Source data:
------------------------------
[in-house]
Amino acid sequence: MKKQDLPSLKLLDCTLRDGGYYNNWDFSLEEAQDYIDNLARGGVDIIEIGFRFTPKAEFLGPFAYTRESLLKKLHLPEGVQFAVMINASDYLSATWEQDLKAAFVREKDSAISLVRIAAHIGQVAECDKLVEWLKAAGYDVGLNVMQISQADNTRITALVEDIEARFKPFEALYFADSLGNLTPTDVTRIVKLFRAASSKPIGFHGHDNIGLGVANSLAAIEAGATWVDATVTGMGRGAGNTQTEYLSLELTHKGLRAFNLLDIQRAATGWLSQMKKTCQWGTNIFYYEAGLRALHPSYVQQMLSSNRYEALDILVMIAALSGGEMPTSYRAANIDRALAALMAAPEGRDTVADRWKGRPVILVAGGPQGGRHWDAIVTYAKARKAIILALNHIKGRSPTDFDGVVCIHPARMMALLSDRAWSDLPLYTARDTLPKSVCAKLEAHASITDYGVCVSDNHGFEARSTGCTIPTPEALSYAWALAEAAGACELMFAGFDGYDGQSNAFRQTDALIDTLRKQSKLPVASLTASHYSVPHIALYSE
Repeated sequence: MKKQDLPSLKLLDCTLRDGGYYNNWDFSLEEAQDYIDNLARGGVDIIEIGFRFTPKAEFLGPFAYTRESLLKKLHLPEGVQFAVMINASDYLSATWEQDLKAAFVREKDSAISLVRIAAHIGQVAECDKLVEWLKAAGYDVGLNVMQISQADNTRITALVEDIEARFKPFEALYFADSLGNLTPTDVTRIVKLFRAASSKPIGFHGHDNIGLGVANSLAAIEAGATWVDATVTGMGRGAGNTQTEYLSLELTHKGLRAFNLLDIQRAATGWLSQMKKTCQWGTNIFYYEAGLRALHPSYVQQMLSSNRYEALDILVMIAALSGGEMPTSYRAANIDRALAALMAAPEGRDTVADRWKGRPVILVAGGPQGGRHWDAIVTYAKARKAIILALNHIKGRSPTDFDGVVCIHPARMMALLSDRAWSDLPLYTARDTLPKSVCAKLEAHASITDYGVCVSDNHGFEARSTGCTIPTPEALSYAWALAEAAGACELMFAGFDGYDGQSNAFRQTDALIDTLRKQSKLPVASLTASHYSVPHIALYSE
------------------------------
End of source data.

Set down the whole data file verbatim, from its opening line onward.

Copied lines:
[in-house]
Amino acid sequence: MKKQDLPSLKLLDCTLRDGGYYNNWDFSLEEAQDYIDNLARGGVDIIEIGFRFTPKAEFLGPFAYTRESLLKKLHLPEGVQFAVMINASDYLSATWEQDLKAAFVREKDSAISLVRIAAHIGQVAECDKLVEWLKAAGYDVGLNVMQISQADNTRITALVEDIEARFKPFEALYFADSLGNLTPTDVTRIVKLFRAASSKPIGFHGHDNIGLGVANSLAAIEAGATWVDATVTGMGRGAGNTQTEYLSLELTHKGLRAFNLLDIQRAATGWLSQMKKTCQWGTNIFYYEAGLRALHPSYVQQMLSSNRYEALDILVMIAALSGGEMPTSYRAANIDRALAALMAAPEGRDTVADRWKGRPVILVAGGPQGGRHWDAIVTYAKARKAIILALNHIKGRSPTDFDGVVCIHPARMMALLSDRAWSDLPLYTARDTLPKSVCAKLEAHASITDYGVCVSDNHGFEARSTGCTIPTPEALSYAWALAEAAGACELMFAGFDGYDGQSNAFRQTDALIDTLRKQSKLPVASLTASHYSVPHIALYSE
Repeated sequence: MKKQDLPSLKLLDCTLRDGGYYNNWDFSLEEAQDYIDNLARGGVDIIEIGFRFTPKAEFLGPFAYTRESLLKKLHLPEGVQFAVMINASDYLSATWEQDLKAAFVREKDSAISLVRIAAHIGQVAECDKLVEWLKAAGYDVGLNVMQISQADNTRITALVEDIEARFKPFEALYFADSLGNLTPTDVTRIVKLFRAASSKPIGFHGHDNIGLGVANSLAAIEAGATWVDATVTGMGRGAGNTQTEYLSLELTHKGLRAFNLLDIQRAATGWLSQMKKTCQWGTNIFYYEAGLRALHPSYVQQMLSSNRYEALDILVMIAALSGGEMPTSYRAANIDRALAALMAAPEGRDTVADRWKGRPVILVAGGPQGGRHWDAIVTYAKARKAIILALNHIKGRSPTDFDGVVCIHPARMMALLSDRAWSDLPLYTARDTLPKSVCAKLEAHASITDYGVCVSDNHGFEARSTGCTIPTPEALSYAWALAEAAGACELMFAGFDGYDGQSNAFRQTDALIDTLRKQSKLPVASLTASHYSVPHIALYSE